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1. <jargon> To process, usually in a time-consuming or complicated way. Connotes an essentially trivial operation that is nonetheless painful to perform. The pain may be due to the triviality's being embedded in a loop from 1 to 1,000,000,000. "Fortran programs do mostly number crunching."

2. <compression> To reduce the size of a file without losing information by a complicated scheme that produces bit configurations completely unrelated to the original data, such as by a Huffman code. Since such compression usually takes more computations than simpler methods such as run-length encoding, the term is doubly appropriate. (This meaning is usually used in the construction "file crunching" to distinguish it from number crunching.) Use of crunch itself in this sense is rare among Unix hackers.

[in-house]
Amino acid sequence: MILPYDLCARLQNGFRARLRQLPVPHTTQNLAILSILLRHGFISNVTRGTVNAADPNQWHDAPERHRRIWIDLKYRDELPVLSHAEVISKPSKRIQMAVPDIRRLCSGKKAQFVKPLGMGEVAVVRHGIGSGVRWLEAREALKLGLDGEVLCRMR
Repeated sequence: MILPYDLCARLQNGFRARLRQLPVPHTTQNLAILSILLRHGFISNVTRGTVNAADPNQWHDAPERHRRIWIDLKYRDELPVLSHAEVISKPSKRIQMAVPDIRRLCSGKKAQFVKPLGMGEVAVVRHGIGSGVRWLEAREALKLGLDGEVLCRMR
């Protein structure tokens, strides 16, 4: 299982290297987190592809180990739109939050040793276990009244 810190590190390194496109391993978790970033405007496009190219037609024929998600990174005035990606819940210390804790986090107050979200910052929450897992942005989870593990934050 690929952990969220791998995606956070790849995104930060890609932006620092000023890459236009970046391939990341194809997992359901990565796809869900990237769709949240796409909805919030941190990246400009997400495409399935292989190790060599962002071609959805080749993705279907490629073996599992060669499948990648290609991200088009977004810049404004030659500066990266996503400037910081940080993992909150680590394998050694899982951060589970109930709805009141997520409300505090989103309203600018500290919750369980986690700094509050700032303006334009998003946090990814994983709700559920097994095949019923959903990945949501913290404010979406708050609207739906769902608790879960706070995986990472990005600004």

3. The hash character. Used at XEROX and CMU, among other places.

4. To squeeze program source to the minimum size that will still compile or execute. The term came from a BBC Microcomputer program that crunched BBC BASIC source in order to make it run more quickly (apart from storing keywords as byte codes, the language was wholly interpreted, so the number of characters mattered). Obfuscated C Contest entries are often crunched; see the first example under that entry.

[Jargon File]


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